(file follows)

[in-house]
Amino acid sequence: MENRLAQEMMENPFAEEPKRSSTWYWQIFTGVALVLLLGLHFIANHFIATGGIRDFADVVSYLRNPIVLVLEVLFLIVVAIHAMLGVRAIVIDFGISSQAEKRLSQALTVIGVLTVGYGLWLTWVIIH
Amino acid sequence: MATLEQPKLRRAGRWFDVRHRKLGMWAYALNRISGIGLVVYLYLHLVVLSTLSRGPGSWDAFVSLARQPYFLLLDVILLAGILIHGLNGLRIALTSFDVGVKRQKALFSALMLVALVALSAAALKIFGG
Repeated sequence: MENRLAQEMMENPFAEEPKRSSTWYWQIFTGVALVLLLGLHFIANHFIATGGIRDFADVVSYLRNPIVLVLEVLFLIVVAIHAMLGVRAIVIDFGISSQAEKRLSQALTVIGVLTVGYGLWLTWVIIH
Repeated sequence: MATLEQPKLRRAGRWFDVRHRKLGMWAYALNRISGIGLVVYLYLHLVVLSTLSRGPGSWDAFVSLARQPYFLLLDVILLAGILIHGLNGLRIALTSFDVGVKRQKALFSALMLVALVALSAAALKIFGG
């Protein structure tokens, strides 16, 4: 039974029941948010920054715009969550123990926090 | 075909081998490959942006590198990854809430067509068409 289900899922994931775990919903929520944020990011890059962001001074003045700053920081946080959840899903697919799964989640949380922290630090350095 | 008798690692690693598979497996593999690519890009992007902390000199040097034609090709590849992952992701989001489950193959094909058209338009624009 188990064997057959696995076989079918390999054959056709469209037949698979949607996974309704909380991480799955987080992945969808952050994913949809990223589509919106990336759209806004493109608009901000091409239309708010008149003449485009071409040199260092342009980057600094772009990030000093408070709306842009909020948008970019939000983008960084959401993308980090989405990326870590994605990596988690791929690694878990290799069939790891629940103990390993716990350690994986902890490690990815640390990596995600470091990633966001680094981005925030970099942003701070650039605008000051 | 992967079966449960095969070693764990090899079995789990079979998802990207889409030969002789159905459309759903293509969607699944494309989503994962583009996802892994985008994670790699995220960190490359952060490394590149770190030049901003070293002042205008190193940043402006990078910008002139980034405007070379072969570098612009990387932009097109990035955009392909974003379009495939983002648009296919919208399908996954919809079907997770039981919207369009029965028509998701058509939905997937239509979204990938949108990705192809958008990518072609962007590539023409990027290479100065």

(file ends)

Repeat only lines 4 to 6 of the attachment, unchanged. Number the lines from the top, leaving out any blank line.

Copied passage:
Repeated sequence: MENRLAQEMMENPFAEEPKRSSTWYWQIFTGVALVLLLGLHFIANHFIATGGIRDFADVVSYLRNPIVLVLEVLFLIVVAIHAMLGVRAIVIDFGISSQAEKRLSQALTVIGVLTVGYGLWLTWVIIH
Repeated sequence: MATLEQPKLRRAGRWFDVRHRKLGMWAYALNRISGIGLVVYLYLHLVVLSTLSRGPGSWDAFVSLARQPYFLLLDVILLAGILIHGLNGLRIALTSFDVGVKRQKALFSALMLVALVALSAAALKIFGG
């Protein structure tokens, strides 16, 4: 039974029941948010920054715009969550123990926090 | 075909081998490959942006590198990854809430067509068409 289900899922994931775990919903929520944020990011890059962001001074003045700053920081946080959840899903697919799964989640949380922290630090350095 | 008798690692690693598979497996593999690519890009992007902390000199040097034609090709590849992952992701989001489950193959094909058209338009624009 188990064997057959696995076989079918390999054959056709469209037949698979949607996974309704909380991480799955987080992945969808952050994913949809990223589509919106990336759209806004493109608009901000091409239309708010008149003449485009071409040199260092342009980057600094772009990030000093408070709306842009909020948008970019939000983008960084959401993308980090989405990326870590994605990596988690791929690694878990290799069939790891629940103990390993716990350690994986902890490690990815640390990596995600470091990633966001680094981005925030970099942003701070650039605008000051 | 992967079966449960095969070693764990090899079995789990079979998802990207889409030969002789159905459309759903293509969607699944494309989503994962583009996802892994985008994670790699995220960190490359952060490394590149770190030049901003070293002042205008190193940043402006990078910008002139980034405007070379072969570098612009990387932009097109990035955009392909974003379009495939983002648009296919919208399908996954919809079907997770039981919207369009029965028509998701058509939905997937239509979204990938949108990705192809958008990518072609962007590539023409990027290479100065």